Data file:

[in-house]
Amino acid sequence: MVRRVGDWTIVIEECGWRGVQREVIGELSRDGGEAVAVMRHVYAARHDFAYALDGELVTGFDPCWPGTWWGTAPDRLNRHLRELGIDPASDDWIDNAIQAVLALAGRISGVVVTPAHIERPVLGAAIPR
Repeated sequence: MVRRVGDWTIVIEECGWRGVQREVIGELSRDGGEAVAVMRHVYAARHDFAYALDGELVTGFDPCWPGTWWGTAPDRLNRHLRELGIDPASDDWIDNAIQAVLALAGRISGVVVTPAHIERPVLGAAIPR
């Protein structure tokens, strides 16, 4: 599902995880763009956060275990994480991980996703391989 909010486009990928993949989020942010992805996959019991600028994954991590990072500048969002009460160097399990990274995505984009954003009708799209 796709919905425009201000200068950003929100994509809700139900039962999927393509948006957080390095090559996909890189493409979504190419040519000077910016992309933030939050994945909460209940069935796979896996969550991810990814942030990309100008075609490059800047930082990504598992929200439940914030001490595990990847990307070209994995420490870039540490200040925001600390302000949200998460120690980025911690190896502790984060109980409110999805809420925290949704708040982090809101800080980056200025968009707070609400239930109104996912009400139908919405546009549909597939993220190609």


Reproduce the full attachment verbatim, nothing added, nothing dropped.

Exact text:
[in-house]
Amino acid sequence: MVRRVGDWTIVIEECGWRGVQREVIGELSRDGGEAVAVMRHVYAARHDFAYALDGELVTGFDPCWPGTWWGTAPDRLNRHLRELGIDPASDDWIDNAIQAVLALAGRISGVVVTPAHIERPVLGAAIPR
Repeated sequence: MVRRVGDWTIVIEECGWRGVQREVIGELSRDGGEAVAVMRHVYAARHDFAYALDGELVTGFDPCWPGTWWGTAPDRLNRHLRELGIDPASDDWIDNAIQAVLALAGRISGVVVTPAHIERPVLGAAIPR
């Protein structure tokens, strides 16, 4: 599902995880763009956060275990994480991980996703391989 909010486009990928993949989020942010992805996959019991600028994954991590990072500048969002009460160097399990990274995505984009954003009708799209 796709919905425009201000200068950003929100994509809700139900039962999927393509948006957080390095090559996909890189493409979504190419040519000077910016992309933030939050994945909460209940069935796979896996969550991810990814942030990309100008075609490059800047930082990504598992929200439940914030001490595990990847990307070209994995420490870039540490200040925001600390302000949200998460120690980025911690190896502790984060109980409110999805809420925290949704708040982090809101800080980056200025968009707070609400239930109104996912009400139908919405546009549909597939993220190609």